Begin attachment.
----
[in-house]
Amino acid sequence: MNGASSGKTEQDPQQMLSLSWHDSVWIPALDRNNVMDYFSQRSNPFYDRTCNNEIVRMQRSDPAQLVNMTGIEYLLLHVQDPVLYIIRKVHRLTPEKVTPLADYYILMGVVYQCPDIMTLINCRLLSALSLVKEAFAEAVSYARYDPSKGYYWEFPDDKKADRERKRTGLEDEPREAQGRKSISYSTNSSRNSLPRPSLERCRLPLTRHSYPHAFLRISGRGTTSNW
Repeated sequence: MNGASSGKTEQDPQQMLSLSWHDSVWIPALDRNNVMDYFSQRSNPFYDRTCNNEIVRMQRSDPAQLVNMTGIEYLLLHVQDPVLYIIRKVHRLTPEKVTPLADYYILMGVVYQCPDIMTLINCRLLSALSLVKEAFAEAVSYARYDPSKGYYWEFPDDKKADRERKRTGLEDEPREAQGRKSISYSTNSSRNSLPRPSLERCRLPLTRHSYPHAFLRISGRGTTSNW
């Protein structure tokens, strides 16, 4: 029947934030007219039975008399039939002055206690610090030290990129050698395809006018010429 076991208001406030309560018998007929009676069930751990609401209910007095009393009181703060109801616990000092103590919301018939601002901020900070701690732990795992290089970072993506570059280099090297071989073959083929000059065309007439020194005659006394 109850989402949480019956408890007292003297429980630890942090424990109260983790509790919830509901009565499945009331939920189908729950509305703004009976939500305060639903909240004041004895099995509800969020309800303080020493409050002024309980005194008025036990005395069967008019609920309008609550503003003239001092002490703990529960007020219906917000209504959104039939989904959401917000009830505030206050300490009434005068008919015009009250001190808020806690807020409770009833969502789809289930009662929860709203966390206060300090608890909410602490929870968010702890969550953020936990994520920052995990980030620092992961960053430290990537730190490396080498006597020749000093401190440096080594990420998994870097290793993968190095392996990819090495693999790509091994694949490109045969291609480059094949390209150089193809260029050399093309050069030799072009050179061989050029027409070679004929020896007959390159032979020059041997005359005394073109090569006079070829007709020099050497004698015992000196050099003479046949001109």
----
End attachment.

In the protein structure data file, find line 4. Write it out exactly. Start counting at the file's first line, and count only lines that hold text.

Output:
């Protein structure tokens, strides 16, 4: 029947934030007219039975008399039939002055206690610090030290990129050698395809006018010429 076991208001406030309560018998007929009676069930751990609401209910007095009393009181703060109801616990000092103590919301018939601002901020900070701690732990795992290089970072993506570059280099090297071989073959083929000059065309007439020194005659006394 109850989402949480019956408890007292003297429980630890942090424990109260983790509790919830509901009565499945009331939920189908729950509305703004009976939500305060639903909240004041004895099995509800969020309800303080020493409050002024309980005194008025036990005395069967008019609920309008609550503003003239001092002490703990529960007020219906917000209504959104039939989904959401917000009830505030206050300490009434005068008919015009009250001190808020806690807020409770009833969502789809289930009662929860709203966390206060300090608890909410602490929870968010702890969550953020936990994520920052995990980030620092992961960053430290990537730190490396080498006597020749000093401190440096080594990420998994870097290793993968190095392996990819090495693999790509091994694949490109045969291609480059094949390209150089193809260029050399093309050069030799072009050179061989050029027409070679004929020896007959390159032979020059041997005359005394073109090569006079070829007709020099050497004698015992000196050099003479046949001109």